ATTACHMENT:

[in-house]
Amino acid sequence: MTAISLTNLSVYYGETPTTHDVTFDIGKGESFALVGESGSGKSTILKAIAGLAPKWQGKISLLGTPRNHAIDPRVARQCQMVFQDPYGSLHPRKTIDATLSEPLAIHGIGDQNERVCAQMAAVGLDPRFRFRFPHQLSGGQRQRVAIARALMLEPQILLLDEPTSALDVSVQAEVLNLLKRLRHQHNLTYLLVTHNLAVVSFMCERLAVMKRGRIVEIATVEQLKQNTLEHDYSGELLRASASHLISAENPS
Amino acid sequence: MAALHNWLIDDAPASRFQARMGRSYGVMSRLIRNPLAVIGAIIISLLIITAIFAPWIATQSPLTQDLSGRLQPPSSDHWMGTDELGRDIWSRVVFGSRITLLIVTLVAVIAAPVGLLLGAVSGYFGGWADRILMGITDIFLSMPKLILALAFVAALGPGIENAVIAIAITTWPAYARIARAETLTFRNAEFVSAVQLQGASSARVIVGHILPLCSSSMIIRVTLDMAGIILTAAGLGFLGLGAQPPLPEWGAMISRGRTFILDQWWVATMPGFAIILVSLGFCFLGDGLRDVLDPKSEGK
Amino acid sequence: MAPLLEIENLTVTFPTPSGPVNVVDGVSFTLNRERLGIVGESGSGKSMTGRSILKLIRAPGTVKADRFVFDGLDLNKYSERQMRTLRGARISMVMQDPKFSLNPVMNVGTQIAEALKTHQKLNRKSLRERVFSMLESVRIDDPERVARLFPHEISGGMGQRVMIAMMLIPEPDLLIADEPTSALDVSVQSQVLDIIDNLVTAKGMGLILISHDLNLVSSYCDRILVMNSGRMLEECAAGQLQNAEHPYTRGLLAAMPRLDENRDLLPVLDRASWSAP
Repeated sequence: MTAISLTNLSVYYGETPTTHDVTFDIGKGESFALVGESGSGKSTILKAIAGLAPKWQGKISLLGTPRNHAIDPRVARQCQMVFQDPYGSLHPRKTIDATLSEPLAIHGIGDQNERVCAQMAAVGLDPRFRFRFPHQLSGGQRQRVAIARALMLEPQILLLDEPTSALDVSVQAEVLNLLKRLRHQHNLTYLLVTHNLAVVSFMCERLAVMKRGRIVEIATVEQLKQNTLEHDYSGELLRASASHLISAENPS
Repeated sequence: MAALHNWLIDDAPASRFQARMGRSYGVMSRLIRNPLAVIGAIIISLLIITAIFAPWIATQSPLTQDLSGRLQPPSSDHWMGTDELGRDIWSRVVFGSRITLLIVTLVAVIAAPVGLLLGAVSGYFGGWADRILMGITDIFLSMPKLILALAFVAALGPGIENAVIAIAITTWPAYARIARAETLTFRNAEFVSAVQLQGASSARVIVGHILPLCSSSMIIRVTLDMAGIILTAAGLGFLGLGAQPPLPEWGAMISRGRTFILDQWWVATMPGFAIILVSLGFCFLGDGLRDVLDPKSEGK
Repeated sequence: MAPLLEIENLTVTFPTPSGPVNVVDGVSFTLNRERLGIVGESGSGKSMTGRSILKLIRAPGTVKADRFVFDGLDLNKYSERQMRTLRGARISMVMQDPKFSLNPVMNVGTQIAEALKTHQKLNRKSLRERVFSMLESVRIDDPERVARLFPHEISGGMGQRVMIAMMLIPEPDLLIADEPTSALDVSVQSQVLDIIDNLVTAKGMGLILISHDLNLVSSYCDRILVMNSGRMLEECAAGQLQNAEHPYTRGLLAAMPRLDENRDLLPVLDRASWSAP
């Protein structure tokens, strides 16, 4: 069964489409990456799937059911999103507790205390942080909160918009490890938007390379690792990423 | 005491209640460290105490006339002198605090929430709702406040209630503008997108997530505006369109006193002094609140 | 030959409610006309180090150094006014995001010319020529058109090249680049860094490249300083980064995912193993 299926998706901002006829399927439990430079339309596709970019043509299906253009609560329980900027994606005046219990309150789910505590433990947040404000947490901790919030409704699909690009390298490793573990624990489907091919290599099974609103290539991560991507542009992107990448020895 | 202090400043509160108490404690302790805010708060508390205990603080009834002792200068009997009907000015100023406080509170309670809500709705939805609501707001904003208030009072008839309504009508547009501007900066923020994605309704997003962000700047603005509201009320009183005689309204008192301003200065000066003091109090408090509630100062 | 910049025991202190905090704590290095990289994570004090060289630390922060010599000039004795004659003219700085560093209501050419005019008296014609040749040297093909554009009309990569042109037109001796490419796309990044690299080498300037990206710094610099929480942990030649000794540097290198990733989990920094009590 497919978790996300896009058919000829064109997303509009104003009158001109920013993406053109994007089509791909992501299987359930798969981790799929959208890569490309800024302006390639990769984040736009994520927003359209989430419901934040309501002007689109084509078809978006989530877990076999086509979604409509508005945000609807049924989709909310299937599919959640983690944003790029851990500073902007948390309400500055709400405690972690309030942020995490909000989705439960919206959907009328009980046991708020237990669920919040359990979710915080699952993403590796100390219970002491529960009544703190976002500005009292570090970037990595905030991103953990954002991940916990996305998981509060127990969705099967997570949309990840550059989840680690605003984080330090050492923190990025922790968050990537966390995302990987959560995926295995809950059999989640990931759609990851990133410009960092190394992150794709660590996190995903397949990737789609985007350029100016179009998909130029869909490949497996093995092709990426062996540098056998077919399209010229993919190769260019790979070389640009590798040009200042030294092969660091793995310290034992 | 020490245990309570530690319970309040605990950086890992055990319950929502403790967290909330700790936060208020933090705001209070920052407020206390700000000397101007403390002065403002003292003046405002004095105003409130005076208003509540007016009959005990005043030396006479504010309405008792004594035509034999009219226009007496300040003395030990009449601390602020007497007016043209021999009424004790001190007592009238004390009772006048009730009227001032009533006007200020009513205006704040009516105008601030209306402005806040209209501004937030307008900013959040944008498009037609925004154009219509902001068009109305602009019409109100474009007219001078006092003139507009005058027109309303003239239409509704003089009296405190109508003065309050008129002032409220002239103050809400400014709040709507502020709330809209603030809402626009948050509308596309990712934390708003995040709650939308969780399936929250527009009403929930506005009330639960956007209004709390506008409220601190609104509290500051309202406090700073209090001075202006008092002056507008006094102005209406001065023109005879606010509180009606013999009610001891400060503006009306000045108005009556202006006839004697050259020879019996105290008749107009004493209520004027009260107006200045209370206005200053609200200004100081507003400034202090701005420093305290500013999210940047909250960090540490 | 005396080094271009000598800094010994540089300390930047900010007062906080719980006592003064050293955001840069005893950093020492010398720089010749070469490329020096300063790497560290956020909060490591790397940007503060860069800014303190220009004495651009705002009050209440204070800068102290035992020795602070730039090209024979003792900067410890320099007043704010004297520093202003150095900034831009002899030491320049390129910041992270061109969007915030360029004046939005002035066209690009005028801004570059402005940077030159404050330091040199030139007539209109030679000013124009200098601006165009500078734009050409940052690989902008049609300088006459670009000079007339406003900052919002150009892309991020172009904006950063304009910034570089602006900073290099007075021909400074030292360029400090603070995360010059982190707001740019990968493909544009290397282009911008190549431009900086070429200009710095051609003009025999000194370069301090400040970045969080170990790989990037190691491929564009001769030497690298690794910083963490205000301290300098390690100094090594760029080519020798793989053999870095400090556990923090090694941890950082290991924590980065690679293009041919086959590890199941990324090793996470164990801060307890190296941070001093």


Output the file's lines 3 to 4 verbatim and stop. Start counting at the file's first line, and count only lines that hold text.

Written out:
Amino acid sequence: MAALHNWLIDDAPASRFQARMGRSYGVMSRLIRNPLAVIGAIIISLLIITAIFAPWIATQSPLTQDLSGRLQPPSSDHWMGTDELGRDIWSRVVFGSRITLLIVTLVAVIAAPVGLLLGAVSGYFGGWADRILMGITDIFLSMPKLILALAFVAALGPGIENAVIAIAITTWPAYARIARAETLTFRNAEFVSAVQLQGASSARVIVGHILPLCSSSMIIRVTLDMAGIILTAAGLGFLGLGAQPPLPEWGAMISRGRTFILDQWWVATMPGFAIILVSLGFCFLGDGLRDVLDPKSEGK
Amino acid sequence: MAPLLEIENLTVTFPTPSGPVNVVDGVSFTLNRERLGIVGESGSGKSMTGRSILKLIRAPGTVKADRFVFDGLDLNKYSERQMRTLRGARISMVMQDPKFSLNPVMNVGTQIAEALKTHQKLNRKSLRERVFSMLESVRIDDPERVARLFPHEISGGMGQRVMIAMMLIPEPDLLIADEPTSALDVSVQSQVLDIIDNLVTAKGMGLILISHDLNLVSSYCDRILVMNSGRMLEECAAGQLQNAEHPYTRGLLAAMPRLDENRDLLPVLDRASWSAP